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Title: Nanostructured templates for donor/acceptor interface engineering in organic solar cells
Author: Berhanu, Sarah
ISNI:       0000 0004 2690 9351
Awarding Body: Imperial College London
Current Institution: Imperial College London
Date of Award: 2010
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Organic solar cells have shown promising results as a cheap alternative to inorganic photovoltaic devices. However, they still exhibit low power conversion efficiencies mainly ascribed to short exciton diffusion lengths as well as poor charge transport properties in organic semiconductors. These problems could be solved by controlling the structure of the active layer, which is made of an electron donor and an electron acceptor. Ideally this active layer would show (i) an increased donor/acceptor interface, (ii) a nanostructure that would reduce the distance an exciton needs to diffuse to reach an interface and dissociate and (iii) continuity of each of the donor and acceptor phases in order to provide a continuous pathway to the electrodes for the free charge carriers. However, the formation of such a structure is challenging. In this thesis, a templating strategy using colloidal crystals - 3D ordered nanosphere arrays - has been developed to create an active layer structure aimed at overcoming these issues. Porous donor films and donor/acceptor thin films were grown. The resulting nanocomposites consist of an interpenetrating interconnected donor/acceptor network with a large donor/acceptor interfacial area. Results obtained for films made of copper (II) phthalocyanine tetrasulfonic acid tetrasodium salt (tsCuPc) as the donor material and [6,6]-phenyl-C61-butyric acid methyl ester (PCBM) as the electron acceptor material are presented. The synthesis of monodisperse colloidal polystyrene spheres, the fabrication of colloidal crystals using these spheres and their characterisation by scanning electron microscopy (SEM) and reflectance spectroscopy are first discussed. Then, the growth of tsCuPc porous films and tsCuPc/PCBM nanocomposites is presented and results of material characterisation carried out by Raman spectroscopy and X-Ray diffraction are shown. SEM and pseudo-tomography experiments performed using focused ion beam microscopy provide information on the film 3D nanostructure and network interconnection and confirm that the targeted nanostructure has been fabricated.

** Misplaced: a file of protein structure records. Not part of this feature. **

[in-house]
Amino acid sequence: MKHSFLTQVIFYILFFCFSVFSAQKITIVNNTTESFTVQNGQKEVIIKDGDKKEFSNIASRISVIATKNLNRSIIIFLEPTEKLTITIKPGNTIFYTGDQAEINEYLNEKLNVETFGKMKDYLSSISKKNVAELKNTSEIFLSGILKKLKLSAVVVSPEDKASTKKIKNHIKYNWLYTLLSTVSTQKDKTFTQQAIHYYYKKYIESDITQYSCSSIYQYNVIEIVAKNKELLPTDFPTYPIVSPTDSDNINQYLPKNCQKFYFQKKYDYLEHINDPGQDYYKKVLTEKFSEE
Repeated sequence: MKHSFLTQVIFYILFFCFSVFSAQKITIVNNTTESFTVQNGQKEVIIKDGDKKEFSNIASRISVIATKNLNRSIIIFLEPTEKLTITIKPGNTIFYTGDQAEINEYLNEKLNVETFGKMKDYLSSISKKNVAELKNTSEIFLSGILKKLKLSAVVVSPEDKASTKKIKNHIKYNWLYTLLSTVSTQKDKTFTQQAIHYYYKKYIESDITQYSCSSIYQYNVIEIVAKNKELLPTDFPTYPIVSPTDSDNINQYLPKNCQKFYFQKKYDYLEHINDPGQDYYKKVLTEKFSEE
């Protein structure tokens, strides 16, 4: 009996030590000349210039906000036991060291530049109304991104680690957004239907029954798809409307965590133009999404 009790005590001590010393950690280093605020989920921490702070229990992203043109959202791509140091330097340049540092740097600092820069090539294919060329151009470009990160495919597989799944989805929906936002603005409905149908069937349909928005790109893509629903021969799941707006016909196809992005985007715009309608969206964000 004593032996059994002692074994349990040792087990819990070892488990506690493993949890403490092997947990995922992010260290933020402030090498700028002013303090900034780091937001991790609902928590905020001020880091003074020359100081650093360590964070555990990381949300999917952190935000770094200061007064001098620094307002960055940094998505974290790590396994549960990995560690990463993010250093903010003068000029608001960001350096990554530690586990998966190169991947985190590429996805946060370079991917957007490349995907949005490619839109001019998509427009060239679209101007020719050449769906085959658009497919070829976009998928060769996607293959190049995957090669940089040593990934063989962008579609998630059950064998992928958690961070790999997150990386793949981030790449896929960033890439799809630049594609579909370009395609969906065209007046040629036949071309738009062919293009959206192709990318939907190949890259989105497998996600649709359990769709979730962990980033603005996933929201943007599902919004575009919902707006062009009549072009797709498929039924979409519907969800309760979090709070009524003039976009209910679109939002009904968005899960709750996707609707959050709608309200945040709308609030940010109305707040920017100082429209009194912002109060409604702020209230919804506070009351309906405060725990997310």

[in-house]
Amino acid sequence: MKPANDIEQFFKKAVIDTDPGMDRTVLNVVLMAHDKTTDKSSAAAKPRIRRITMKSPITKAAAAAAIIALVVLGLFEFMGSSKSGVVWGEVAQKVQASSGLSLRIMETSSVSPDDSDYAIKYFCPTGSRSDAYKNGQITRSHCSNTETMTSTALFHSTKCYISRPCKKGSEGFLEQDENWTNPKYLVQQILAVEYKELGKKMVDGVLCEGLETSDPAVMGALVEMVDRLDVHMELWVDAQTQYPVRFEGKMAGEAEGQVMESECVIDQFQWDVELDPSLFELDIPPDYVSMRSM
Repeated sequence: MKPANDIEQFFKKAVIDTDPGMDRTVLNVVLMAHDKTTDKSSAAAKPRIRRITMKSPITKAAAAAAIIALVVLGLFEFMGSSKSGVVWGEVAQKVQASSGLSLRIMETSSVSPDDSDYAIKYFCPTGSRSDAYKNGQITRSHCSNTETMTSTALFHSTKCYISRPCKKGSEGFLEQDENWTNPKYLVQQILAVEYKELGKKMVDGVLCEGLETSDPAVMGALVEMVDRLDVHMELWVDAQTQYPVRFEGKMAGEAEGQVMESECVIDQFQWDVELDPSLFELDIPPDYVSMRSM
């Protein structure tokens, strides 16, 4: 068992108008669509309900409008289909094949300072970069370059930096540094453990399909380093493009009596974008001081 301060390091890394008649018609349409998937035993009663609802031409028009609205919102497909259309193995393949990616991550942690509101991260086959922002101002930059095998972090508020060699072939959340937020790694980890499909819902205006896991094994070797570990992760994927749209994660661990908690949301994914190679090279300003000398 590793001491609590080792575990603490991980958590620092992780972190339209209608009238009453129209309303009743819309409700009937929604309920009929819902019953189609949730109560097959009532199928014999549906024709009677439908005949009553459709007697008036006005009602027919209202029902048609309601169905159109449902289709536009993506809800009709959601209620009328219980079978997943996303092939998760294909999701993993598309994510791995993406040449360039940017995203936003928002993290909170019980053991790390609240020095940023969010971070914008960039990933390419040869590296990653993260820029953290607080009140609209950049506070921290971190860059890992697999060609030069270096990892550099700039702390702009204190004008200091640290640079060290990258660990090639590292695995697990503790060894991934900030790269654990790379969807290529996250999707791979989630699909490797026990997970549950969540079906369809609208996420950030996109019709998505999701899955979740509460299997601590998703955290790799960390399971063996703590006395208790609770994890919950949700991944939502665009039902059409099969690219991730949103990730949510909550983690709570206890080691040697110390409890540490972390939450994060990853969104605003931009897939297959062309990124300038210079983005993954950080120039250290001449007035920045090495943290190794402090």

Supervisor: De Mello, John ; McComb, David Sponsor: Not available
Qualification Name: Thesis (Ph.D.) Qualification Level: Doctoral